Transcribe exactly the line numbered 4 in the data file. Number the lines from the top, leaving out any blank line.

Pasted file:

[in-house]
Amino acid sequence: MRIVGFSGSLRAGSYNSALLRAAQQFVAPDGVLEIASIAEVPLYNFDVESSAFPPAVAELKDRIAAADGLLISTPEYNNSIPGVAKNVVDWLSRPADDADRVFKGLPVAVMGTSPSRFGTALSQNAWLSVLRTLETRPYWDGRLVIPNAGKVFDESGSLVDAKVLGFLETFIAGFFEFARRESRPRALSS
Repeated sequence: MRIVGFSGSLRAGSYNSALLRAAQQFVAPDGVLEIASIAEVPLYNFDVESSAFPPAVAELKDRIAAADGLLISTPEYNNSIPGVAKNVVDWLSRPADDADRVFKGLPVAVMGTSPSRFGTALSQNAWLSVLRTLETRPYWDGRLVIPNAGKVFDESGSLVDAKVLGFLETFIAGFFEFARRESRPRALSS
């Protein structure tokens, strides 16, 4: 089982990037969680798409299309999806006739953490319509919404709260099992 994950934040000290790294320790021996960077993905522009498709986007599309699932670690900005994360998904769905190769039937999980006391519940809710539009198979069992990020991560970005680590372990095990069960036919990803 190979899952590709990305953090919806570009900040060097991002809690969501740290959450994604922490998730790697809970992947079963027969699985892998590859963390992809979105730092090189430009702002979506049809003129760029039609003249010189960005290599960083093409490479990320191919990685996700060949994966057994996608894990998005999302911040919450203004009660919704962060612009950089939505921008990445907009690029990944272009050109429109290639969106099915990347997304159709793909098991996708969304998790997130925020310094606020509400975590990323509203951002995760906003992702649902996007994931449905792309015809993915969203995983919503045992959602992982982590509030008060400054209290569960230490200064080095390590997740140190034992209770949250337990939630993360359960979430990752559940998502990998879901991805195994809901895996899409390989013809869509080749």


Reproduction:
């Protein structure tokens, strides 16, 4: 089982990037969680798409299309999806006739953490319509919404709260099992 994950934040000290790294320790021996960077993905522009498709986007599309699932670690900005994360998904769905190769039937999980006391519940809710539009198979069992990020991560970005680590372990095990069960036919990803 190979899952590709990305953090919806570009900040060097991002809690969501740290959450994604922490998730790697809970992947079963027969699985892998590859963390992809979105730092090189430009702002979506049809003129760029039609003249010189960005290599960083093409490479990320191919990685996700060949994966057994996608894990998005999302911040919450203004009660919704962060612009950089939505921008990445907009690029990944272009050109429109290639969106099915990347997304159709793909098991996708969304998790997130925020310094606020509400975590990323509203951002995760906003992702649902996007994931449905792309015809993915969203995983919503045992959602992982982590509030008060400054209290569960230490200064080095390590997740140190034992209770949250337990939630993360359960979430990752559940998502990998879901991805195994809901895996899409390989013809869509080749």